RECOVERY STORY OF THE MONTH
Sobriety Date: February 27, 2014
Hi, my name is Barb, and I am a 58-year-old recovering alcoholic. As a child I was surrounded by the crazy world of alcoholism. Not my nuclear family, but pretty much the rest of my outside family including grandparents. As a child I was shielded the best my parents could, but it was still there. I was raised in a loving family with two parents who worked very hard to break the chain they grew up in. They gave us everything they possibly could monetarily, but most of all unconditional love and security. We were raised with a work ethic, morals, and values which I somewhat absorbed but disregarded.
I grew up in the inner city of Cleveland with tons of kids to hang out with and was completely fascinated by the ones who had my way of thinking, no goals and/or ambitions. The kids who were headed in the right direction, in hindsight, made me uncomfortable. As I got older, I always looked for what I thought was the easier, softer way which definitely wasn’t. I think by the time I was 9 or 10, my ambitions were not those of a healthy normal child. I liked the idea of excitement and danger. I continued to gravitate towards the dark side, and by the time I was in 6th grade I was drinking on field trips and going places I had no business going. I was lying, stealing, and cheating, and it was a badge of honor and a lot of fun.
I continued to gravitate towards the dark side, and by the time I was in 6th grade I was drinking on field trips and going places I had no business going.
My inglorious lifestyle continued on getting darker and more dangerous. I held many good jobs and lost just as many, dressing the part but not living it. By the time I was 32 I had married, bought a home, and had my only child. NONE of this changed my lifestyle!! I was shamelessly still on my path of destruction with an innocent child in tow. To say I put that child through hell was an understatement. The saying “we can only love people as much as our disease allows” is an understatement. I wanted to feel his joy, pain, excitement, and his fear with every fiber of my being, but I was numb and preoccupied. It made my hunger for my disease stronger and made me feel helpless, weak, and defeated.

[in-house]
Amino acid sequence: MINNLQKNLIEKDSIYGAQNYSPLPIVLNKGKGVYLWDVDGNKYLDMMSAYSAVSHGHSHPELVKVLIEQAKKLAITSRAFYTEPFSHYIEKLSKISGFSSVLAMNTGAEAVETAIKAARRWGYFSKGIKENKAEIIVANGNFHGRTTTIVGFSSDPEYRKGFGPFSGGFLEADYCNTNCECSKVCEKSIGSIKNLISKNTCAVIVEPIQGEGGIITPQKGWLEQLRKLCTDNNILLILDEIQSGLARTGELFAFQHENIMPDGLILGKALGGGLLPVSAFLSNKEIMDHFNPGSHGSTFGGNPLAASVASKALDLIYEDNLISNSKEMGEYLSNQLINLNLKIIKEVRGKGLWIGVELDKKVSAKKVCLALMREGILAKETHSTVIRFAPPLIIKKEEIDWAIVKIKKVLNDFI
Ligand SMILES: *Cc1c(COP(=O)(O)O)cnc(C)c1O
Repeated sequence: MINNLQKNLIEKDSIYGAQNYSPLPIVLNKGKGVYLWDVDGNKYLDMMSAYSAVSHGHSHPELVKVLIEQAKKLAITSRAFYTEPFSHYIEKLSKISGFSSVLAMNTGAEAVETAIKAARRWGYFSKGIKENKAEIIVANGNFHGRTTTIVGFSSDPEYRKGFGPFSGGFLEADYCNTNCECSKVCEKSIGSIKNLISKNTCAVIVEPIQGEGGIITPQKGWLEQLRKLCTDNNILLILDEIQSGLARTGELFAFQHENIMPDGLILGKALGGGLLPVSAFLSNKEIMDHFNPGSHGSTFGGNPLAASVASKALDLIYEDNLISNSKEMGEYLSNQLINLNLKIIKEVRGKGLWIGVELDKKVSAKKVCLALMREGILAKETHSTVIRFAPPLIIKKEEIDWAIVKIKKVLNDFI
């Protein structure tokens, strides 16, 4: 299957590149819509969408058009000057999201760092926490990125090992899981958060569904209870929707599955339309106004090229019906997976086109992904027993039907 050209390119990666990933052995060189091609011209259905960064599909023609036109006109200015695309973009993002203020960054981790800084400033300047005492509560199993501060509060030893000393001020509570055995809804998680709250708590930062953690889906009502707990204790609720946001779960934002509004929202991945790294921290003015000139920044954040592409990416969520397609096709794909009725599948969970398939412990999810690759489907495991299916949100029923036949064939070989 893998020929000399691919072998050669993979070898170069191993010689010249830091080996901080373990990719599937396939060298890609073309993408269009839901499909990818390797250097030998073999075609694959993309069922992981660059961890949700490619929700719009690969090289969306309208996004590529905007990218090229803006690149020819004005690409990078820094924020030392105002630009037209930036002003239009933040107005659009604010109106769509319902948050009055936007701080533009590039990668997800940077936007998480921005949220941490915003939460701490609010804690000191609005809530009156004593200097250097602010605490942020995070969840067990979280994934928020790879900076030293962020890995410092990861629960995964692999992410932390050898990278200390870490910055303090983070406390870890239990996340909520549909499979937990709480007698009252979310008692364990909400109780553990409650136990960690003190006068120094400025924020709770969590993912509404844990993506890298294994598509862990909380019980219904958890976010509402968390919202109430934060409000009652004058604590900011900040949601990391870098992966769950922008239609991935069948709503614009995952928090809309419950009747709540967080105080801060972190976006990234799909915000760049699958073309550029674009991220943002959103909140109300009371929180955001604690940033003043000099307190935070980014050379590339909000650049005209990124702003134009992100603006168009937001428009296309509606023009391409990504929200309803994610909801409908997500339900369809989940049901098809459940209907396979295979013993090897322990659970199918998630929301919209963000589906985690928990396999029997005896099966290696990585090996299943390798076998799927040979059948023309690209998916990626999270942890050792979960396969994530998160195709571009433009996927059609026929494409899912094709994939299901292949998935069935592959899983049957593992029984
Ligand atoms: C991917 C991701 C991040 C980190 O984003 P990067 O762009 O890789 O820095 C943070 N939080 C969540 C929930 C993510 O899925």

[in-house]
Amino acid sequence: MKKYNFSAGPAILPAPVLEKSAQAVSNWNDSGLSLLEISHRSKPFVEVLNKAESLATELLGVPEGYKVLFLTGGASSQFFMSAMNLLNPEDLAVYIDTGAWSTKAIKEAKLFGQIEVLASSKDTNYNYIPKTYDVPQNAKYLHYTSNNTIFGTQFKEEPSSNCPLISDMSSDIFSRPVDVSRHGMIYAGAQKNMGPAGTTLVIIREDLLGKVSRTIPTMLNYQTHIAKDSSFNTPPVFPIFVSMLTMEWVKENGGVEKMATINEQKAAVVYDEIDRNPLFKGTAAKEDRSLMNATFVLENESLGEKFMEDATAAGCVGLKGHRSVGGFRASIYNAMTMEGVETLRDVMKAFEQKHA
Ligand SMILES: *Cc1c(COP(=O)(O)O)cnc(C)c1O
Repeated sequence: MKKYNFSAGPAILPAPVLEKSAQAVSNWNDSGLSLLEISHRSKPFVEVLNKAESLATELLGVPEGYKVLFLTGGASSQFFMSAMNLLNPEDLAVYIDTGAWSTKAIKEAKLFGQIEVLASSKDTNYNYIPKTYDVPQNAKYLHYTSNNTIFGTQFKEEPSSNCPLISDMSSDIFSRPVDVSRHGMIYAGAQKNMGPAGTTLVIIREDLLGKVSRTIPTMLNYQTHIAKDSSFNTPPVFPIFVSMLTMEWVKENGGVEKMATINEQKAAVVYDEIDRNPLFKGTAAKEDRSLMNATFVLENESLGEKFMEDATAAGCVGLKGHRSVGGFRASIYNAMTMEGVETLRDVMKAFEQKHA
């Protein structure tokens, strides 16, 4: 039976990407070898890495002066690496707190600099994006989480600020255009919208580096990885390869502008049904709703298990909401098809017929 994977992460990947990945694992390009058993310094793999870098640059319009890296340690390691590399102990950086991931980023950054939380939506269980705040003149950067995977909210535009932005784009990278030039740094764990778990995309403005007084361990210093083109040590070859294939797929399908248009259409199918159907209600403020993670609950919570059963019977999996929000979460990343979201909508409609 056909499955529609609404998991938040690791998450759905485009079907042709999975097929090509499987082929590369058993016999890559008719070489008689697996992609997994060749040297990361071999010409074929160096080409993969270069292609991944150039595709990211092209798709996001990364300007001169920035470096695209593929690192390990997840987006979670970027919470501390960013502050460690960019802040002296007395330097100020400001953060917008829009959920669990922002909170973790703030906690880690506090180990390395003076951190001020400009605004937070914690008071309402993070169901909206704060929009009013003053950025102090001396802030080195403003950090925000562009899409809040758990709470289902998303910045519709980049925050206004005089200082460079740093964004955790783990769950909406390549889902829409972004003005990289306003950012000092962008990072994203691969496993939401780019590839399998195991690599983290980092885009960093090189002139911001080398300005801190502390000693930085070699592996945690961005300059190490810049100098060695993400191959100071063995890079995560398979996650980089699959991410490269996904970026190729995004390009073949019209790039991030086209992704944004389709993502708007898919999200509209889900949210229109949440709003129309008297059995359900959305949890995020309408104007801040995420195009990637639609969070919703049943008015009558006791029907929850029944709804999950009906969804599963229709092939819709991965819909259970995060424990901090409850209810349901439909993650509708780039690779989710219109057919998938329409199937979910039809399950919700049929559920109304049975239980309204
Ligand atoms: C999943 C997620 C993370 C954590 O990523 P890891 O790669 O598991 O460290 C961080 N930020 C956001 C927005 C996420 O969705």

All of this continued until I was 50 and he was turning 18. By this point I was homeless, soulless, isolated, on the pay-no-mind list, and literally on the verge of death. By The Grace of God, I was given a bed at The Jean Marie House and somewhat reluctantly went. I was angry, broken, and lost to say the least……I will say that when I sat in the chair in the group room, I felt a sense of peace and relief the same way I felt in active usage. I cried a lot my first month, but I did everything I was told to the best of my ability. I did those things whether I wanted to or not, because I knew if I went back out there, and didn’t get this thing, I was going to die.
I did those things whether I wanted to or not, because I knew if I went back out there, and didn’t get this thing, I was going to die.
I went from someone who felt God was an annoyance to someone who earnestly prayed daily. I understood very little about what I was doing but I watched what others I respected were doing and saw it worked. I participated in group even when I could barely choke the words out because I was so sad. I realized, to my amazement, that I had absorbed a lot of knowledge in my days of just taking up a chair. And even further was amazed when it went to my heart and how much I really wanted it.
It was a nine-month program, and as I watched a lot of girls leave at the end of their time, I also realized that I wasn’t going anywhere. I was told everything in God’s time, and as frustrating as it was, my time was not at nine months but quite a while after that. I’m here to tell you if you’re not ready to go, don’t! I think, no I know, that was God, because I’m not sure if I would have forced it, if I would have stayed sober. You see God has, and always will be, by my side as long as I listen for Him and do his will. The extra bonus things I got to witness, both good and bad, helped me to be more grateful and watch the miracles of sobriety while staying as a resident.
My life, for me, is not very easy to always navigate, and I struggle with life on life’s terms. But I can honestly say if not for the bonds of sisterhood I was blessed with at the Jean Marie, my sponsor, AND most importantly God, I wouldn’t be where I am today. That son who didn’t talk to me for a year is a constant every day of my life, and that family who was disgusted with me is happy and excited to have me back.
I still get up an hour early every day to pray and read my books just like in the beginning and never take away from my beginnings just add to them. If you get nothing else out of my story, I hope you see hope and the gratitude I have for each and every one of you.